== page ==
Wednesday, December 31, 2014

Automata--the first robot companions

In my novella, The Break-In, published by Dreamspinner Press, roboticist Forbes Pohle creates a robot named Jeepers that looks like a black and white tuxedo cat. Granted, Jeepers has several duties around Forbes’s house, but his most important one is to keep Forbes from getting lonely. Keeping people entertained is a function that robots, and their ancestors the automata, have been performing for centuries.

The earliest automata were recorded in the third century B.C.E. They were often self propelled human figurines or animals. The early roboticists, mechanics, and clockmakers often made bird automata. There are famous preening peacocks, singing larks, and silver swimming swans. You can still see remnants of these early mechanical birds in modern cuckoo clocks.

The most amazing creations, though, were the mannequins that moved. Ancient engineers made metal beings who sang, served tea, drew elaborate pictures, wrote poems, and there was even one controversial one who supposedly played chess.

Here are some of my favorite automata:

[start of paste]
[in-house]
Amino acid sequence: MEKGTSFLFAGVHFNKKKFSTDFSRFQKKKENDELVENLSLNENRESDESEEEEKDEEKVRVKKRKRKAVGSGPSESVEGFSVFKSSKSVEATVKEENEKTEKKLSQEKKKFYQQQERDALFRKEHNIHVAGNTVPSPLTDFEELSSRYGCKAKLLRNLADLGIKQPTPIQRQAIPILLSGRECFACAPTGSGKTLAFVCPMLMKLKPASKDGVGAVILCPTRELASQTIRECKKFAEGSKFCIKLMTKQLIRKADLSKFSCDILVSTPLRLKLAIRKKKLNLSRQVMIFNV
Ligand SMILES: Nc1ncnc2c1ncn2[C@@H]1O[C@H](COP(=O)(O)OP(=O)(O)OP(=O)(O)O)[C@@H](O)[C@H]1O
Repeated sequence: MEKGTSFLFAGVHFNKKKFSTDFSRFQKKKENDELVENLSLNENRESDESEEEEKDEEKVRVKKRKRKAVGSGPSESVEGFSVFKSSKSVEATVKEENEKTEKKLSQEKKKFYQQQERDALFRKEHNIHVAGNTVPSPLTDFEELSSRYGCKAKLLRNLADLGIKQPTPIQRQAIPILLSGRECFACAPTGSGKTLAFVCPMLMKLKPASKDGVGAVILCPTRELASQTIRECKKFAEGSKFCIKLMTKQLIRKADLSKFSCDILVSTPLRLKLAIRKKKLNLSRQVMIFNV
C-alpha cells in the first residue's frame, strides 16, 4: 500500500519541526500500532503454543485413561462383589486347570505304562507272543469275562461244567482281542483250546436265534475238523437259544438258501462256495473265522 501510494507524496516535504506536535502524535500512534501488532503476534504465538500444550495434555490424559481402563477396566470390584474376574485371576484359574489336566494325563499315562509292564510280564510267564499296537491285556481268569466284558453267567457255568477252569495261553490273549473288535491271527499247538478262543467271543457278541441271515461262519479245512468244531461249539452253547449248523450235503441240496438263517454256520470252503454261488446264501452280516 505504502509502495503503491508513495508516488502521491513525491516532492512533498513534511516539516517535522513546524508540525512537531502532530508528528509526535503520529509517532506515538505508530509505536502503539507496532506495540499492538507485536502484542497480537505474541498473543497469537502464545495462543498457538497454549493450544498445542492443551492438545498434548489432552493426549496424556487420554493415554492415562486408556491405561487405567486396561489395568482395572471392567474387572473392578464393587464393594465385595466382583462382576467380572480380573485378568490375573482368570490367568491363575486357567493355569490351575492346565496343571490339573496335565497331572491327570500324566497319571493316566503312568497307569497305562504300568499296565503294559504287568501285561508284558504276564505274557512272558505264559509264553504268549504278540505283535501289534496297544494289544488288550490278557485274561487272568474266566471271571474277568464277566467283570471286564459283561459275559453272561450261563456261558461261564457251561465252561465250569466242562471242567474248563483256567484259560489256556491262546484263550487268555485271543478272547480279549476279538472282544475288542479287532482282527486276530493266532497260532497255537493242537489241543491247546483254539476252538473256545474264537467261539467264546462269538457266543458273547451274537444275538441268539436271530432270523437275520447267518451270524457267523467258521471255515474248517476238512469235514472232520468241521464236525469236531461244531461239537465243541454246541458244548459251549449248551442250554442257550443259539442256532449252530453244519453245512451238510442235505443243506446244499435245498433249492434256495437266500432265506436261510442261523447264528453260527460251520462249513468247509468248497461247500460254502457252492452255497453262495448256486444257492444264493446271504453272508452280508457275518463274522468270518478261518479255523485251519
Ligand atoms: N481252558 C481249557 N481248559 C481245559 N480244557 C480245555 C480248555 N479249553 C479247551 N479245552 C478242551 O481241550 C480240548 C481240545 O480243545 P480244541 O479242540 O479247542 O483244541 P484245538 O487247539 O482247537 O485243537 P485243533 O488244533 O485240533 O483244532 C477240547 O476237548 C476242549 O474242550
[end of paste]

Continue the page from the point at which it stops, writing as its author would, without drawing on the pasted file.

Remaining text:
• The ancient Chinese artificer Yan Shi created a mechanical man who winked and flirted with court ladies.
  • The Muslim inventor Al-Jazari created a boat full of tiny musicians that entertained guests at parties.
  • Leonardo da Vinci’s notebook has plans for a knight that could sit up and wave its arms.
  • Mathematician Johannes Müller von Königsberg created an eagle made of iron that could fly.
  • The magician John Dee manufactured a wooden beetle that buzzed in the air of Elizabeth I’s court.
  • Inventor Jacques de Vaucanson’s Digesting Duck could eat and digest grain, leaving duck pellets behind.
  • Japanese engineer Hisashige Tanaka created little men who could draw and fire arrows at a target.
One automaton that has gotten a lot of press lately belongs to the Franklin Institute. They received the brass pieces of the automaton in 1928. The museum curators feared its entertaining days were over, but they carefully pieced it back together, unsure who had created the amazing little man. Finally, they put a pen in its hand and started the mechanism again for the first time in decades. The little man wrote a poem and signed it with the name of his creator, Henri Maillardet, the Swiss clockmaker, revealing it had been created around 1800. After so many centuries the little robot was still entertaining and amazing everyone who saw it.

I hope you'll be check out my story about a lonely roboticist and his robot companion that plays matchmaker in THE BREAK-INDreamspinner Press | Amazon | Barnes and Noble | All Romance ebooks

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